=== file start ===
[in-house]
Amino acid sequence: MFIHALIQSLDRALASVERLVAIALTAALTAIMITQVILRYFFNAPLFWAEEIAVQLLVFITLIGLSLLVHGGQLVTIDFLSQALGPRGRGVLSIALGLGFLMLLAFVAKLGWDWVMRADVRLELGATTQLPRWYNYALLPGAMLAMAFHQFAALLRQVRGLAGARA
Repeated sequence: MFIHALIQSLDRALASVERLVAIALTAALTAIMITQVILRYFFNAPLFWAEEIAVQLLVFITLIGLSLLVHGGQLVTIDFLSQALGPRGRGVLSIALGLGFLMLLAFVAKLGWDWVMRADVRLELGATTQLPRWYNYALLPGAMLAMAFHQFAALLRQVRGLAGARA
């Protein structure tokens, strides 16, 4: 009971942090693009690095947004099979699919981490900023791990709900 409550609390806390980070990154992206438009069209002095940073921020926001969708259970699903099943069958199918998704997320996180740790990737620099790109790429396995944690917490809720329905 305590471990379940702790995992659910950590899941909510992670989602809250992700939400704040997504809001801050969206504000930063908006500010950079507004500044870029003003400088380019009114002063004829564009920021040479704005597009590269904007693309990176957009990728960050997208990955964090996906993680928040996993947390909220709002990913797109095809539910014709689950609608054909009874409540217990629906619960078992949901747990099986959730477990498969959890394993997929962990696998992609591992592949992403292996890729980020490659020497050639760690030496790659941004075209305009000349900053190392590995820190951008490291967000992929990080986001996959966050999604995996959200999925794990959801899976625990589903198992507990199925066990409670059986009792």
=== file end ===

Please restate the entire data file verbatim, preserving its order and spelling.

[in-house]
Amino acid sequence: MFIHALIQSLDRALASVERLVAIALTAALTAIMITQVILRYFFNAPLFWAEEIAVQLLVFITLIGLSLLVHGGQLVTIDFLSQALGPRGRGVLSIALGLGFLMLLAFVAKLGWDWVMRADVRLELGATTQLPRWYNYALLPGAMLAMAFHQFAALLRQVRGLAGARA
Repeated sequence: MFIHALIQSLDRALASVERLVAIALTAALTAIMITQVILRYFFNAPLFWAEEIAVQLLVFITLIGLSLLVHGGQLVTIDFLSQALGPRGRGVLSIALGLGFLMLLAFVAKLGWDWVMRADVRLELGATTQLPRWYNYALLPGAMLAMAFHQFAALLRQVRGLAGARA
């Protein structure tokens, strides 16, 4: 009971942090693009690095947004099979699919981490900023791990709900 409550609390806390980070990154992206438009069209002095940073921020926001969708259970699903099943069958199918998704997320996180740790990737620099790109790429396995944690917490809720329905 305590471990379940702790995992659910950590899941909510992670989602809250992700939400704040997504809001801050969206504000930063908006500010950079507004500044870029003003400088380019009114002063004829564009920021040479704005597009590269904007693309990176957009990728960050997208990955964090996906993680928040996993947390909220709002990913797109095809539910014709689950609608054909009874409540217990629906619960078992949901747990099986959730477990498969959890394993997929962990696998992609591992592949992403292996890729980020490659020497050639760690030496790659941004075209305009000349900053190392590995820190951008490291967000992929990080986001996959966050999604995996959200999925794990959801899976625990589903198992507990199925066990409670059986009792």